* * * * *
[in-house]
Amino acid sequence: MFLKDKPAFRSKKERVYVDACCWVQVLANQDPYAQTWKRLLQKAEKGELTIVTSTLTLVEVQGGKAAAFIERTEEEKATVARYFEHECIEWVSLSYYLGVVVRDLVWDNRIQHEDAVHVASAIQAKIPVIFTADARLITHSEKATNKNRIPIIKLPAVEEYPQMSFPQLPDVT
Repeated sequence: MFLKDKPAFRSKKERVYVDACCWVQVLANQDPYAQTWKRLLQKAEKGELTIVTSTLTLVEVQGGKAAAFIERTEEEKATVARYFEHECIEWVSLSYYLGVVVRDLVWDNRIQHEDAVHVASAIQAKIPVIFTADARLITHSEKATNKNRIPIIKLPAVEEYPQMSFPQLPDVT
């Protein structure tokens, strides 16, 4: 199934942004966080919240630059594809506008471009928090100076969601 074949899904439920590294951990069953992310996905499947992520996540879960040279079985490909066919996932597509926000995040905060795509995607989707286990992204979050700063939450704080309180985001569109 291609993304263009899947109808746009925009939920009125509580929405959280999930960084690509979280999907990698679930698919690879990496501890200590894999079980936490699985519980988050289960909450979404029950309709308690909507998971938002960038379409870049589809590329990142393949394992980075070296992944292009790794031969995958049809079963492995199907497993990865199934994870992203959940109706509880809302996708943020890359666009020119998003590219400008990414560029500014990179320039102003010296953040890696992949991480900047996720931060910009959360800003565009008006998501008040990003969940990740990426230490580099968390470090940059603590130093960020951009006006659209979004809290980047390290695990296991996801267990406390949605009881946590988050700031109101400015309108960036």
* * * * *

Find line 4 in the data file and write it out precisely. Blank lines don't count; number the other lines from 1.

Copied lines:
């Protein structure tokens, strides 16, 4: 199934942004966080919240630059594809506008471009928090100076969601 074949899904439920590294951990069953992310996905499947992520996540879960040279079985490909066919996932597509926000995040905060795509995607989707286990992204979050700063939450704080309180985001569109 291609993304263009899947109808746009925009939920009125509580929405959280999930960084690509979280999907990698679930698919690879990496501890200590894999079980936490699985519980988050289960909450979404029950309709308690909507998971938002960038379409870049589809590329990142393949394992980075070296992944292009790794031969995958049809079963492995199907497993990865199934994870992203959940109706509880809302996708943020890359666009020119998003590219400008990414560029500014990179320039102003010296953040890696992949991480900047996720931060910009959360800003565009008006998501008040990003969940990740990426230490580099968390470090940059603590130093960020951009006006659209979004809290980047390290695990296991996801267990406390949605009881946590988050700031109101400015309108960036």